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Mental health leaders reach out to Oklahomans

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Angelina Vick has bipolar disorder. Her art is displayed among the works of other people with a mental illness. Angelina Vick has bipolar disorder. Her art is displayed among the works of other people with a mental illness.
By Melissa Maynarich, NEWS 9

NORMAN, Okla. -- Mental health leaders are asking for more support for artists who have a mental illness.

Expressing feelings through artwork has been used for healing throughout history, and in Oklahoma, art therapy continues. Now a number of mental health consumers are displaying their work.

Angelina Vick is a wife, a mother and a former officer in the Navy. She enjoys grabbing a morning cup of coffee, and she loves to paint. Her work is displayed in a local shop.

One of Vick's pieces, "Black Hole", is her early signature piece. Like most artists, she said she draws inspiration from her moods. Except for her, moods come and go more often, and change rapidly.

"Sometimes I'll feel like sleeping for 10 or 12 hours without even stirring, and sometimes I can't sleep all night," Vick said.

Vick has bipolar disorder. Her art is displayed among the works of other people with a mental illness. Those involved in mental health treatment, however, said, when speaking about their hobby, illness is irrelevant.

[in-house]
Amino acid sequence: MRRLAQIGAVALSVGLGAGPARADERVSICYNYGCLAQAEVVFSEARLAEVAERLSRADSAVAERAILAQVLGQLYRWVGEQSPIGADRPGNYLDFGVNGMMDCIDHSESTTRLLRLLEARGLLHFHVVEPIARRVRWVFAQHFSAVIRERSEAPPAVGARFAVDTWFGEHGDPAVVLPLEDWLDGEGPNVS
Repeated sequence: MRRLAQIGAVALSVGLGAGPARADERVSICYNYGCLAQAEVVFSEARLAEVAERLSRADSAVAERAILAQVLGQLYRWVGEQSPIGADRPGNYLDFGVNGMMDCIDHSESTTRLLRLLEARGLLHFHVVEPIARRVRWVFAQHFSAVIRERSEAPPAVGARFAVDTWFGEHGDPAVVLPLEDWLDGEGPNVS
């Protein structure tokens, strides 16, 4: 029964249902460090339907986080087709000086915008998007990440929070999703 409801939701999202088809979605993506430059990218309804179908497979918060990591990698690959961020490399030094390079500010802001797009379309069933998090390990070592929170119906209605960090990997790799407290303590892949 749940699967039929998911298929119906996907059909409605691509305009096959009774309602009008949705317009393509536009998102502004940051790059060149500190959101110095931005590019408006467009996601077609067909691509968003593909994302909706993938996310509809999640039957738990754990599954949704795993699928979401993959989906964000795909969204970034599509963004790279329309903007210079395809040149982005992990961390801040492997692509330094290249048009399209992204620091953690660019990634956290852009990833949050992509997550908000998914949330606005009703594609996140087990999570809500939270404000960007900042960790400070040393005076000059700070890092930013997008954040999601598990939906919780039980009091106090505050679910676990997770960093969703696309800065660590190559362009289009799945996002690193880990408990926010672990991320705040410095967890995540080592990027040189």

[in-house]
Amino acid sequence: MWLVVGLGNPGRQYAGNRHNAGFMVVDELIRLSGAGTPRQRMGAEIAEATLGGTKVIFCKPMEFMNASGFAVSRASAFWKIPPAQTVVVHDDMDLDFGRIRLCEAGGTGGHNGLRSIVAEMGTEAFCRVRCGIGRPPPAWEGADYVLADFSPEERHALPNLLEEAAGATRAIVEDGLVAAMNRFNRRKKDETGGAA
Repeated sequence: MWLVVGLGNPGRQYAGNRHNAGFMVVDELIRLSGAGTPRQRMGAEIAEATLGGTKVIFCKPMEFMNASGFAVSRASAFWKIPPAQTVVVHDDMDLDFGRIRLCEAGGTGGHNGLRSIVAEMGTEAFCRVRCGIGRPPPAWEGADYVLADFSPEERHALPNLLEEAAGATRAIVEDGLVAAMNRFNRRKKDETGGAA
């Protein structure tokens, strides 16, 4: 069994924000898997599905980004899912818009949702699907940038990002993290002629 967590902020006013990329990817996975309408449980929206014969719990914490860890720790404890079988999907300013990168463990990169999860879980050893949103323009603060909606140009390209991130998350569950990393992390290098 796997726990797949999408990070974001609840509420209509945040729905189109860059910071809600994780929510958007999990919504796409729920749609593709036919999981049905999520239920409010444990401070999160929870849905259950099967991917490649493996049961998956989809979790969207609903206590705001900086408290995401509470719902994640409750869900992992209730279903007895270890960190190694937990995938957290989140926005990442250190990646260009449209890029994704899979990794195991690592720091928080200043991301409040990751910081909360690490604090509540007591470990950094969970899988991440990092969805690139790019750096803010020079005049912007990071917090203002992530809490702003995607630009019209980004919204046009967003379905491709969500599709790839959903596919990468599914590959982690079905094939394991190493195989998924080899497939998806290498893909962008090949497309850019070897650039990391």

"We need to remember that they're an artist first," Pam Sandord, Thunderbird Clubhouse Executive Director, said. "That sometimes they may have more barriers to showing and sharing that art, but it's critical that they get those opportunities."

There are venues to display the artwork popping up, not only at a coffee shop in Norman where you see the Thunderbirds Collective, but also in downtown Oklahoma City. DaySpring, an outpatient behavioral health provider, is hosting an exhibit featuring paintings and photographs, where they look at the art as a means of community integration.

"I think that's more important than segregating consumers of mental health than to be given any special type of service," Morna Pederson-Rambo, Dayspring Community Services Executive Director, said.

While learning to manage her illness, Vick said art allows her to express her feelings, in an abstract way and enjoy the creative process, as every artist does.

"Even the more realistic things I do, like trees," Vick said. "You know, it's not going to be the brown tree color, it's going to be whatever I'm thinking of."

Mental health leaders said they want to change the way we identify some people. We may call someone a diabetic, or a schizophrenic. Instead, leaders said first, she's a wife, a mother, a student, or in this case, an artist.

To attend the show openings, head to 500 N Walker in downtown OKC on Friday, July 18 at 7 p.m. Or, go to Winans Coffee Shop in Norman on Saturday, July 19 at 7 p.m. at 201 E Main.

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